And when all these strata are collated and the vast bulk of the iceberg of sexual dysfunction glimpsed beneath the waterline of mass consciousness, the question arises: “Where is all this heading?” Everywhere we look, the monster of sex is trying to break loose from the shackles of well-ordered society. As in the film Deep Impact, which sounds like a third-rate porn flick but is actually about a blazing comet about to strike the earth with catastrophic results, all this discontent is a sociological juggernaut bearing down on one of the keystones of our society: sexual permissibility.
The issue is so overwhelming that it seems all we can do is watch helplessly as we lurch towards the next X-rated disaster and hope we’re not caught in the fallout. In this sense, we are all prisoners of Sexcatraz. In the thought-provoking conclusion to The Sex Myth, Brooke Magnanti warns against conflating the various debates on sex into a monolithic issue that creates “a view of the world in which virtually every human interaction is sexually charged—and potentially dangerous.” It’s too late. Research by geographer James DeMeo suggests this happened around 6000 years ago and, consciously or unconsciously, we have been living in that world ever since, a situation that is now coming to a head—no other phrase will do—in some kind of “sexually charged” apocalypse.
In the face of what some portray as an Armageddon of sexual and moral degeneracy, fundamentalists bray unequivocal solutions: ban, control, legislate, castrate. We need more rules, stiffer sentences, a harsher god… but before anyone jumps to the conclusion that this book will blame all this sexual discontent on religion, let it be clear that Sexcatraz is not an anti-religious tract. Sexual repression predates monotheism by several thousand years. Religion’s traditional antipathy to sex is a symptom, not a cause; having religious or spiritual values and a fulfilling sex life are not mutually exclusive.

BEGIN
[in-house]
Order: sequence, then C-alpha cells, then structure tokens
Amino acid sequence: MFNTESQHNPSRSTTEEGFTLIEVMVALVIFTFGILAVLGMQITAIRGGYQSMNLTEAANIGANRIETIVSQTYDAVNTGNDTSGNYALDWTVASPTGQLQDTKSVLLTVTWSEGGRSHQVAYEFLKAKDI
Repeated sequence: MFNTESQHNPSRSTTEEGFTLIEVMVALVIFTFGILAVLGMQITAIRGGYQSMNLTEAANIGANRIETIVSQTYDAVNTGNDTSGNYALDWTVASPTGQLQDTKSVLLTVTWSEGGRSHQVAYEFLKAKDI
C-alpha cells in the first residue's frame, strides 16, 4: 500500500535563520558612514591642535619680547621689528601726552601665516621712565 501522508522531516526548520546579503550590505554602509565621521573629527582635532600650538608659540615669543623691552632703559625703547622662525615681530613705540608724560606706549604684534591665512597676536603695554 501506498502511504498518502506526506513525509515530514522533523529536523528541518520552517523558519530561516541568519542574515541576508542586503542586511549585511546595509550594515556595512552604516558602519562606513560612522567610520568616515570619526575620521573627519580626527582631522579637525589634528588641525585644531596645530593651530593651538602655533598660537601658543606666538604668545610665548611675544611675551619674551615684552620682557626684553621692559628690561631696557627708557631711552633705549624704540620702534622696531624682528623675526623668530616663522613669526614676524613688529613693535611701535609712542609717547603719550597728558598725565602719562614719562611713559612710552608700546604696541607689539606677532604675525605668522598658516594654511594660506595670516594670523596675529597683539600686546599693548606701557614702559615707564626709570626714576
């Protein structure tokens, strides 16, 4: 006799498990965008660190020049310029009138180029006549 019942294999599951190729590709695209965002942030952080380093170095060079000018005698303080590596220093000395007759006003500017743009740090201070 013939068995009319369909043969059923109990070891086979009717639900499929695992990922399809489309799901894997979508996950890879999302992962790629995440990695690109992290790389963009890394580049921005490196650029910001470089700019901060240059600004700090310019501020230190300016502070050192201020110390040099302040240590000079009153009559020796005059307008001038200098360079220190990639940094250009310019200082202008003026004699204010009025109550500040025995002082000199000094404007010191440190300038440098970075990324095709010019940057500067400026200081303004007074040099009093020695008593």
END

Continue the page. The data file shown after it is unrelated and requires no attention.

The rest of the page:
Instead of blaming religion, the premise of Sexcatraz is that the root of our sexual malaise is a prison of age-old unconscious, sex-negative attitudes that keep us trapped in patterns of behaviour that are at best dissatisfying and at worst downright damaging, patterns from which there is seemingly no escape. That’s why this series’ title derives from America’s notorious—and supposedly escape-proof—maximum-security jail. The collapse of traditional, largely self-regulating behaviour highlights that our current sexual worldview has outlived its use-by date. This rising tide of dysfunction signals nothing less than the onset of a paradigm shift—a quantum leap in human sexual understanding—and, as a result, in the whole way that we think about, perceive, experience and express our sexuality—a “new understanding of ourselves,” to quote Ryan and Jethá. However, to reach the Garden of Eden of a new sexual paradigm we must first escape from Sexcatraz.
But how do you shift paradigms? You can’t sign up for an evening course in paradigm shifting. As Albert Einstein noted, “Problems cannot be solved by the same level of thinking that created them.” We are blinkered by ancient cultural beliefs, handed down from generation to generation, trapped as surely as the inmates of Alcatraz, locked into sexual attitudes so deeply embedded in our social conventions that, as the Everyday Sexism Project notes, they have been normalised into invisibility.